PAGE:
One particular group of Franklin relics in the National Maritime Museum nicely illuminates the story of one of the humblest but also one of the most profound technological advances of the mid-Victorian period.
Prior to the 1840s, every household would have considered a tinderbox, with flint, steel, and brimstone matches, to be essential equipment for domestic existence. Flint and steel created the spark to set the tinder glowing then a brimstone match turned that ember into a flame. The damper was used to exclude air from the smouldering tinder in order to preserve it for use another day.
Friction matches were invented in the 1820s and were variously referred to lucifers, congeves, or vestas. By the time of the 1845 expedition they were on the brink of the mass production which would drastically reduce their cost and consign the tinderbox and its accoutrements to the museum. The vesta cases in the NMM indicate a time when matches were considered sufficiently valuable to warrant a fine container. A tin cylinder in the collection may also be a vesta case. The 'J. HYNAM' matchbox shown above is a particular puzzle. The information that when found it "was sewn up in cloth & that within was a paper" inspires a pang of grief that it may once have contained a critical piece of information from the lost expedition.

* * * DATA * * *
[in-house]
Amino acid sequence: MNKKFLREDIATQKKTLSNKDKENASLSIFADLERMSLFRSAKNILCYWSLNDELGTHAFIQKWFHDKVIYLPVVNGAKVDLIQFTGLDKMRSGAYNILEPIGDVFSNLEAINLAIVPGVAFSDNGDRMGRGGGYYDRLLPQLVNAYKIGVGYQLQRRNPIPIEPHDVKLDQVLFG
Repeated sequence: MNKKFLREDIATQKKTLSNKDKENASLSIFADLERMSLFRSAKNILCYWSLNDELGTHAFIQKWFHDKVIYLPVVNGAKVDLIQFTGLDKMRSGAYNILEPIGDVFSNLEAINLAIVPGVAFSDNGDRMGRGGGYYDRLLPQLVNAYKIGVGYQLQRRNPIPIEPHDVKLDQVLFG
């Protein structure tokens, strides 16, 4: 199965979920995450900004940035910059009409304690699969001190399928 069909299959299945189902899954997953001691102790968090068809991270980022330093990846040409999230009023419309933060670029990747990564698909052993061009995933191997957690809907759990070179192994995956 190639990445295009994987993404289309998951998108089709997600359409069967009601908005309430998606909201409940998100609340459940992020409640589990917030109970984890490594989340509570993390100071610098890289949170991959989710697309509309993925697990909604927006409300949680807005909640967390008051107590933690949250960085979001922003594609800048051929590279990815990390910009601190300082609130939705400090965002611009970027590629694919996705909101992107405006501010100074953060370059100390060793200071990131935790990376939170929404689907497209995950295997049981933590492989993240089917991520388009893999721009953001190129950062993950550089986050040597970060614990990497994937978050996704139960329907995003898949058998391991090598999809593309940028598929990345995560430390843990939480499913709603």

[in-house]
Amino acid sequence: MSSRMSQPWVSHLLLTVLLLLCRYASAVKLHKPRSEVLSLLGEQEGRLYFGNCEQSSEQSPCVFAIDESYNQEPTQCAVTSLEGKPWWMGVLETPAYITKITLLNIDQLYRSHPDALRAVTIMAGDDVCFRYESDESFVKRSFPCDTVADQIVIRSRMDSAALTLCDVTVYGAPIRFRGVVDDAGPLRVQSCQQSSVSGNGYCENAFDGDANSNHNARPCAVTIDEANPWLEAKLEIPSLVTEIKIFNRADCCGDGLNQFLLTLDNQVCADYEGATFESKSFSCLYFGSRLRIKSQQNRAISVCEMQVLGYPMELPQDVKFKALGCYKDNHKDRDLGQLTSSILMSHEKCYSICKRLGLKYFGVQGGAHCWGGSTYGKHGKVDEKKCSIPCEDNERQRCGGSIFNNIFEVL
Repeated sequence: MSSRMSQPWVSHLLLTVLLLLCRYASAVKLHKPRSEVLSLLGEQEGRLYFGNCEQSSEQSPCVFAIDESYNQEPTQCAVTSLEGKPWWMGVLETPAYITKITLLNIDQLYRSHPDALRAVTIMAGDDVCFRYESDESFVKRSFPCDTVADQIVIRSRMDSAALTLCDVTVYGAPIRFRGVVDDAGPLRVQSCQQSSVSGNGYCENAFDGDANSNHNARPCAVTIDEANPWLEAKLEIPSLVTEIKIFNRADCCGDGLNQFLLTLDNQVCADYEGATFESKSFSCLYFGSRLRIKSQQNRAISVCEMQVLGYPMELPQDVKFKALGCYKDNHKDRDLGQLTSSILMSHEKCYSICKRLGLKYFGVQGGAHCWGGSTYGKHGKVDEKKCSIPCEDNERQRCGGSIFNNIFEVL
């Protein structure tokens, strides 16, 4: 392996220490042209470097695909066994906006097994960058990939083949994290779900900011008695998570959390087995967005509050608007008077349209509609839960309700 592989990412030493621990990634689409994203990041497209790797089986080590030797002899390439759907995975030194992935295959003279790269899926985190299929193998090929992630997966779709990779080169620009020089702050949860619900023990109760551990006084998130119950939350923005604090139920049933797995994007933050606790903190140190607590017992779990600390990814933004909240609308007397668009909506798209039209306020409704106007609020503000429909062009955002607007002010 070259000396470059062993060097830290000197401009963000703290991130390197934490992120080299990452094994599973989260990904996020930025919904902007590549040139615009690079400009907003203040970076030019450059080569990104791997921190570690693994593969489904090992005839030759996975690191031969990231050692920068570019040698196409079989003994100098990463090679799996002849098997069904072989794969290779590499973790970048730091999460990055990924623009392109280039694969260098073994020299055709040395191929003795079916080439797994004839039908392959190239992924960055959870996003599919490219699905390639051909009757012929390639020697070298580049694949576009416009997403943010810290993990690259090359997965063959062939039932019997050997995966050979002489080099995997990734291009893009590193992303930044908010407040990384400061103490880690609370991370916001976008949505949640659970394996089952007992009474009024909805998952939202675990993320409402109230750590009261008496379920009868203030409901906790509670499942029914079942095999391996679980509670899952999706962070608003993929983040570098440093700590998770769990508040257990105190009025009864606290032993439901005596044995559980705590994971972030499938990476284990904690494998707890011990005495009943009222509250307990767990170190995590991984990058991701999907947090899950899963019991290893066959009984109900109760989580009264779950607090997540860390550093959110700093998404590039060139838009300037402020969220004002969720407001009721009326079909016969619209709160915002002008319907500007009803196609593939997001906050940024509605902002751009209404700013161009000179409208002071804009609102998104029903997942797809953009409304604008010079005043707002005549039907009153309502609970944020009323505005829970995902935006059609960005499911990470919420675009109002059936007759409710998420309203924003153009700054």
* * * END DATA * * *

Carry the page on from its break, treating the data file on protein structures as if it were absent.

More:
In the third issue of his magazine Household Words, dated April 13, 1850, Charles Dickens wrote an article dealing with the subject of the old way of making fire as a memory of a bygone age.
By coincidence, the preceding article in that paper contains an interesting snippet relevant to the issue of lead poisoning on the Franklin expedition:
"It is a wise provision of Nature, that waters should contain a greater or less quantity of foreign ingredients; for without these water is dangerous to drink. It never fails to take up from the atmosphere a certain proportion of carbonic acid gas, and when passing through lead pipes it imbibes enough carbonate of lead to constitute poison."